“Wandering” Dave Rhee here – reporting on last Friday’s second Web Analytics Day organized in Brussels by OX2, for which I had the honor of delivering a presentation about one of my favorite subjects, Social Networks, and more specifically, analytics which can help determine the influence of individuals within those networks.
Overall, the day went really well, and not just because the venue was well-chosen and food and cocktails were great, but because we had a very large proportion of actual web analytics practitioners present, and just enough of a vendor presence to help answer the questions which inevitably arose. Although a few people had to leave in the afternoon, the vast majority chose to stay until the very end (a good success metric!), and even though the day was full of information, the attendees were so engaged that we usually ran out of time before running out of questions.
Microsoft’s worldwide first look at Gatineau was certainly a surprise highlight for most attendees, and emphasized how much Microsoft values its European audience for Web Analytics tools, as well as how highly regarded OX2 is in the global web analytics community.
Watch this space for video highlights of all the presentations, including Stephan Loerke’s opening keynote from the World Federation of Advertisers, and Eric T. Peterson’s usual brilliance in summarizing difficult concepts in a way that makes perfect sense to the rest of us. And of course, our own Aurélie Pols, whom you know from this blog, provided an overview of running a web analytics implementation project smoothly, given her extensive experience in helping OX2 Clients avoid common problems with their own sites.
I led off my own presentation in the afternoon with the worst slide of the day: a very dense table comparing several media, including press releases, surveys, blogs, audio and video podcasts, discussion message boards, social networks like Facebook or Myspace, and immersive environments like Second Life. The comparison attributes included style, “coolness factor,” ability to control your message, the value of feedback you can collect, the level of intimacy and trust possible, what resources are required to commit to creation and maintenance, the primary risk factors, and finally, the best use for that type of medium.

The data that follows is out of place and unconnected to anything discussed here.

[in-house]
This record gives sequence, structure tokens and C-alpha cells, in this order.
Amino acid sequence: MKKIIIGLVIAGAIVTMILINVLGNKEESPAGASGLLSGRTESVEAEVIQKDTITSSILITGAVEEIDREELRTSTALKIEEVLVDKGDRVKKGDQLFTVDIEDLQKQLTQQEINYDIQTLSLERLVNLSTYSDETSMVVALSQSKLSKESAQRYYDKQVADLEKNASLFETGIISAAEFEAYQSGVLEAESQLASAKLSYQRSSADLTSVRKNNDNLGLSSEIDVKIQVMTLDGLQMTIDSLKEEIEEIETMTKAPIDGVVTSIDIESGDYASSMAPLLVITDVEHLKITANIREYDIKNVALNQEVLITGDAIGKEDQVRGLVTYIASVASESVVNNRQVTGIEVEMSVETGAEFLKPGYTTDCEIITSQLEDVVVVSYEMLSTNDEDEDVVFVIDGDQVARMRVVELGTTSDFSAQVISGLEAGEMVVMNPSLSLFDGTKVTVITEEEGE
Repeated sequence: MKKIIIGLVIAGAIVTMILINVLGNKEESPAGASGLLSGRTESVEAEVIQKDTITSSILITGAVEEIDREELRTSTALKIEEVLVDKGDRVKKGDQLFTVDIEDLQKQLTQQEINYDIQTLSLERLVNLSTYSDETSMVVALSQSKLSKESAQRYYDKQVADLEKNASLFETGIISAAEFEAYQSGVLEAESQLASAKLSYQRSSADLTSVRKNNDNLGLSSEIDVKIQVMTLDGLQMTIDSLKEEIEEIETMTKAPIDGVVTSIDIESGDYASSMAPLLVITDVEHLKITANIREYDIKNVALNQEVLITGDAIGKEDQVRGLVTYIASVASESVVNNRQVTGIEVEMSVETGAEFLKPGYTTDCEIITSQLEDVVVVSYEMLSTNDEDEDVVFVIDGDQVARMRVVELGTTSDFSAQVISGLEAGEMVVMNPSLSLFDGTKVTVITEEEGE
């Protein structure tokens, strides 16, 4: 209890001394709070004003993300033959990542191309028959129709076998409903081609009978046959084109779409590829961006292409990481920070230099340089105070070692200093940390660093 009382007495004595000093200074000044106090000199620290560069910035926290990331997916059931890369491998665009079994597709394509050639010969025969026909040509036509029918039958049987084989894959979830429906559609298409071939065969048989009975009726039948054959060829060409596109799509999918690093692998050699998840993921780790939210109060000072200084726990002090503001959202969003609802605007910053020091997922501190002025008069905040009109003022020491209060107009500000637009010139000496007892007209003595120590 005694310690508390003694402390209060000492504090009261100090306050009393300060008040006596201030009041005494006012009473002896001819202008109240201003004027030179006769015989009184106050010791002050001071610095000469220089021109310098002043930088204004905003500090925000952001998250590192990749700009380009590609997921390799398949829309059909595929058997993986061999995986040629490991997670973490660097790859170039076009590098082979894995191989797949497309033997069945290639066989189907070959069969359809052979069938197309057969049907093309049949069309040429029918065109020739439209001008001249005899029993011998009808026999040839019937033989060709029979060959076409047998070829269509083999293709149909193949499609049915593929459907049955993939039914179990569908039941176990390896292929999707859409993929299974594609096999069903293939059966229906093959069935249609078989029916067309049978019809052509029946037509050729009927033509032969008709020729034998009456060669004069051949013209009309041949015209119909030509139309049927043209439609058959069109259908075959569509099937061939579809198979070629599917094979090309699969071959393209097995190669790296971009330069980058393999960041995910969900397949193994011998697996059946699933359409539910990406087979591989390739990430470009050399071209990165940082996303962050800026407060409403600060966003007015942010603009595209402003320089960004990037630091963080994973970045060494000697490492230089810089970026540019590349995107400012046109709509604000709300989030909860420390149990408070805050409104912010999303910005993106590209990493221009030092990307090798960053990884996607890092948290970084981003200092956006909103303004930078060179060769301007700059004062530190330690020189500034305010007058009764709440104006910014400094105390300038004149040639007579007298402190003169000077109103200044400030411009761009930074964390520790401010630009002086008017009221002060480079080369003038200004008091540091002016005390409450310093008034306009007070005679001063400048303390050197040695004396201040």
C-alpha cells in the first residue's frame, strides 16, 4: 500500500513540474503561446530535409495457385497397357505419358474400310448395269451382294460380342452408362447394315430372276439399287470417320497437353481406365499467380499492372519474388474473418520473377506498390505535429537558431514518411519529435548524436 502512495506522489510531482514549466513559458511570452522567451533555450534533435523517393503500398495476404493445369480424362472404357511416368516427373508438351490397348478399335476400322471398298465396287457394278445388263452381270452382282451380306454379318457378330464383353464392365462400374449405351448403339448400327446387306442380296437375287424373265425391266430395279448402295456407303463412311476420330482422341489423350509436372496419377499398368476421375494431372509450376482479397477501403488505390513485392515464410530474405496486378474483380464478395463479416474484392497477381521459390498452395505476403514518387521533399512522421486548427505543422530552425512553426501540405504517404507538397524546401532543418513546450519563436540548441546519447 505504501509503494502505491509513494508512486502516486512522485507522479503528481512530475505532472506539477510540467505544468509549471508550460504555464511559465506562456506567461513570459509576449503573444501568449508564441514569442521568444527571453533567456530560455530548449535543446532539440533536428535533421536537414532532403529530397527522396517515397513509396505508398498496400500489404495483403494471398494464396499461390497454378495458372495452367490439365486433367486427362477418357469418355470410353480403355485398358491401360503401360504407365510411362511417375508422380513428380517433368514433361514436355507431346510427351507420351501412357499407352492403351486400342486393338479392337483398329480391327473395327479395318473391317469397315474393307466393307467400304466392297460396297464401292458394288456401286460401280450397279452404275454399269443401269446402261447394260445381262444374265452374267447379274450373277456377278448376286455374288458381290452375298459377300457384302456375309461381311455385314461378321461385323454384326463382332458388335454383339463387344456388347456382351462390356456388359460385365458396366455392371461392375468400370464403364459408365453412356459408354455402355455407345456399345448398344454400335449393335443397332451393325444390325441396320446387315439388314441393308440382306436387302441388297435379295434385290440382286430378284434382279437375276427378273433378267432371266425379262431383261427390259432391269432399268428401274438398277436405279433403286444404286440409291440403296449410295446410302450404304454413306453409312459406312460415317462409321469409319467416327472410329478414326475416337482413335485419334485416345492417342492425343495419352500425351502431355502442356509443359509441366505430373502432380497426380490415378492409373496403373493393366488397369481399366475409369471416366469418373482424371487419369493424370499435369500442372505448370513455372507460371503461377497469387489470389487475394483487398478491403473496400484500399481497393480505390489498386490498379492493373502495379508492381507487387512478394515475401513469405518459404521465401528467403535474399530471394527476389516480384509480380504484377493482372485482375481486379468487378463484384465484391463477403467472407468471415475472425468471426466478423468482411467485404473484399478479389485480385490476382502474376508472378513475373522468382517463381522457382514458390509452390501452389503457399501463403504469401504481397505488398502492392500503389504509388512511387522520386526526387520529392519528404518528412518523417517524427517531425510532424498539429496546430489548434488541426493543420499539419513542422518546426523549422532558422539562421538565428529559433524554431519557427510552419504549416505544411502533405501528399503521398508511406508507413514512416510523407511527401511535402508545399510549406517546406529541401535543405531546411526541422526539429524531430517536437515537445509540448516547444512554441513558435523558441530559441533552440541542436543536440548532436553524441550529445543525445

Fortunately, the bulk of my talk considered the typical and ideal lifecycles of discussion boards (like the Web Analytics Forum, which I moderate), as I believe they have the highest long-term potential to cultivate a true community within your customer base — the sort of fans that give you lasting influence in the marketplace, and who help you create value and spread the word in a way that most “viral” campaigns usually fail to do.
We discussed which metrics were easily measurable (like numbers of members, numbers of connections, and the volume of posts exchanged), and which ones were truly worth measuring (like influence and trust) — and which ones you might have to settle for as a compromise until the right tools are developed (like network degree, centrality, and other social network analytics concepts).
More importantly, we covered the necessity of segmenting your audience when you look at those metrics (e.g., best customers v. new prospects, or “platinum” members v. “gold” or “silver”), as well as measuring trends over time (comparisons v. baselines, predictions, and prior time periods like last month or year). KPIs were mentioned briefly, such as number of members entering v. those leaving in a given month, or number of active members who post replies (answering questions) v. the total number of experienced members in the community.
Moderators or community managers have a specific role to play, from defining the purpose of the community (which part of the sales funnel do you wish to focus on: awareness, consideration, purchase, or customer support?), to setting policy in a fair way, to helping control flare-ups in a constructive manner rather than in one that destroys your hard-earned reputation or perceived integrity with one careless stroke.
How can you use metrics and analytics to predict which moderator interventions are necessary, and which ones likely aren’t? Especially if you run multiple separate social networks (e.g., multiple brands, or multiple country sites each with their own personality) without having to read hundreds of messages a day?
As this seems to be a practice area experiencing rapidly growing global demand, we at OX2 will begin to offer workshops covering these topics, and more, as we integrate this area with our existing Web Analytics practice.
Slides of the presentations will be made available for attendees later, but in the meantime, please don’t hesitate to contact us if you have questions about your own organization’s social network projects that we can help with, from blogs, to discussion boards, to a presence on Facebook, Myspace, or SecondLife.